Guest essay by Eric Worrall
The Register has published a fascinating video about Quantum Computing, an interview with D-Wave, a company which manufactures what they claim are quantum computing systems.
According to The Register;
It turns out that there are three broad categories of problem where your best bet is a quantum computer. The first is a Monte Carlo type simulation, the second is machine learning, and the third is optimization problems that would drive a regular computer nuts – or, at least, take a long time for it to process.
An example of this type of optimization problem is this: Consider the approximately 2,000 professional hockey players in North America. Your task is to select the very best starting line-up from that roster of guys.
There are a lot of variables to consider. First there’s all the individual stats, like how well they score, pass, and defend. But since hockey is a team sport, you also have to consider how well they work when combined with other specific players. When you start adding variables like this, the problem gets exponentially more difficult to solve.
But it’s right up the alley of a quantum computer. A D Wave system would consider all of the possible solutions at the same time, then collapse down to the optimal set of player. It’s more complicated than I’m making out, of course, but it’s a good layman-like example.
The following is the video of the interview;
A note of caution. Quantum computing is still in its infancy. There is substantial skepticism expressed in some quarters, about what is happening inside the box, about whether the D-Wave system offers a performance advantage over conventional computers.
A team of quantum-computing experts in the US and Switzerland has published a paper in Science that casts doubt over the ability of the D-Wave Two quantum processor to perform certain computational tasks. The paper, which first appeared as a preprint earlier this year, concludes that the processor – built by the controversial Canadian firm D-Wave Systems – offers no advantage over a conventional computer when it is used to solve a benchmark computing problem.
While the researchers say that their results do not rule out the possibility that the processor can outperform conventional computers when solving other classes of problems, their work does suggest that evaluating the performance of a quantum computer could be a much trickier task than previously thought. D-Wave has responded by saying that the wrong benchmark problem was used to evaluate its processor, while the US–Swiss team now intends to do more experiments using different benchmarks.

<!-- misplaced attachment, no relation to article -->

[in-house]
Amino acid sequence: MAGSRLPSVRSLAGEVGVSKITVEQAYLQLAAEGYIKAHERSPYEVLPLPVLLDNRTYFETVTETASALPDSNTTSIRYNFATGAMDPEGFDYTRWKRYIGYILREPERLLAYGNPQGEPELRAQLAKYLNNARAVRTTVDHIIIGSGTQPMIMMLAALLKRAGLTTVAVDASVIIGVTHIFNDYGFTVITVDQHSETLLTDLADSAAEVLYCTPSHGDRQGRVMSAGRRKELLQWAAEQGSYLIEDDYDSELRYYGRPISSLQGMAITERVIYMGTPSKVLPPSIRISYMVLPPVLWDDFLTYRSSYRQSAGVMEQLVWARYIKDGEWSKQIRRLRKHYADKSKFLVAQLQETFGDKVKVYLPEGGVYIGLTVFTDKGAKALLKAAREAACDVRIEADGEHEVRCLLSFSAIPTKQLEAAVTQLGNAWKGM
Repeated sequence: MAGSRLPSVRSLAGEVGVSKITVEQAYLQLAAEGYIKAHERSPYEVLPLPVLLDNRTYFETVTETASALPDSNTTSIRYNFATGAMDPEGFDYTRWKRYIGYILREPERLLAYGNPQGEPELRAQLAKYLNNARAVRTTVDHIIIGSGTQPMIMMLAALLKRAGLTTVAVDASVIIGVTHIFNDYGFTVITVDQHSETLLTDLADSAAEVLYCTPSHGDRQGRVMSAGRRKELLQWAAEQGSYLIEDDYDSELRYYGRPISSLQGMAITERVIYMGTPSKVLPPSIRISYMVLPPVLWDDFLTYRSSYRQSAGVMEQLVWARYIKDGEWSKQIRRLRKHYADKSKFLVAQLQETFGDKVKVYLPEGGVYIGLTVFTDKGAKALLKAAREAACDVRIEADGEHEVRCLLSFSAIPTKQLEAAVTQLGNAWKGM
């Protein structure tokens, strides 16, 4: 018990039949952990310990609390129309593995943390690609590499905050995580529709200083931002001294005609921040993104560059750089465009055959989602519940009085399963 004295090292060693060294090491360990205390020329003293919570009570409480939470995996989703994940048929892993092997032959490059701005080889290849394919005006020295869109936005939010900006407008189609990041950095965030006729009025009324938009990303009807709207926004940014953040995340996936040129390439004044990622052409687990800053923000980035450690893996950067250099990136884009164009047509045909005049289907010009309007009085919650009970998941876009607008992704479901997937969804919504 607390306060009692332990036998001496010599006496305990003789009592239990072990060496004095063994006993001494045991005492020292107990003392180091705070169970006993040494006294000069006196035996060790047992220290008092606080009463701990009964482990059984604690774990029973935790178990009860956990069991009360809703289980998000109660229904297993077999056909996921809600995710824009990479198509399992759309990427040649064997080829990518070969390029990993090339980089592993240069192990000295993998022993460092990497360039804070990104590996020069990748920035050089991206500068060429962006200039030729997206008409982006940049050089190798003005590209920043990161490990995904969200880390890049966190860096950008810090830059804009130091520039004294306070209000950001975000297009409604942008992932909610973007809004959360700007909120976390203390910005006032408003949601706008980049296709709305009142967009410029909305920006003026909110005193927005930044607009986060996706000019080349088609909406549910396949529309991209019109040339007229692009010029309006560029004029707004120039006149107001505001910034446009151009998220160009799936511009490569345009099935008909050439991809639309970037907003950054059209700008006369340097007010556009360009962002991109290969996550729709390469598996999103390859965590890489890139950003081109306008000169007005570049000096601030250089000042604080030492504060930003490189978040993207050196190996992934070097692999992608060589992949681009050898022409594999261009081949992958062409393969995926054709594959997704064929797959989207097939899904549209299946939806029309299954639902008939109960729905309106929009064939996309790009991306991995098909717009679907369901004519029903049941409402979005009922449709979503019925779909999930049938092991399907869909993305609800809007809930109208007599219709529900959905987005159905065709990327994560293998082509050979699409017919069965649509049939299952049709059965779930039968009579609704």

The abstract of the paper;
The development of small-scale quantum devices raises the question of how to fairly assess and detect quantum speedup. Here, we show how to define and measure quantum speedup and how to avoid pitfalls that might mask or fake such a speedup. We illustrate our discussion with data from tests run on a D-Wave Two device with up to 503 qubits. By using random spin glass instances as a benchmark, we found no evidence of quantum speedup when the entire data set is considered and obtained inconclusive results when comparing subsets of instances on an instance-by-instance basis. Our results do not rule out the possibility of speedup for other classes of problems and illustrate the subtle nature of the quantum speedup question.
Quantum computing in my opinion is a goal worth pursuing. Even if the D-Wave system does not fulfil its promise, this will hardly be the end of the Quantum Computing effort. The goal, of harnessing almost unimaginable computation power, of being able to solve problems which simply can’t be tackled with conventional computers, is simply too attractive to abandon.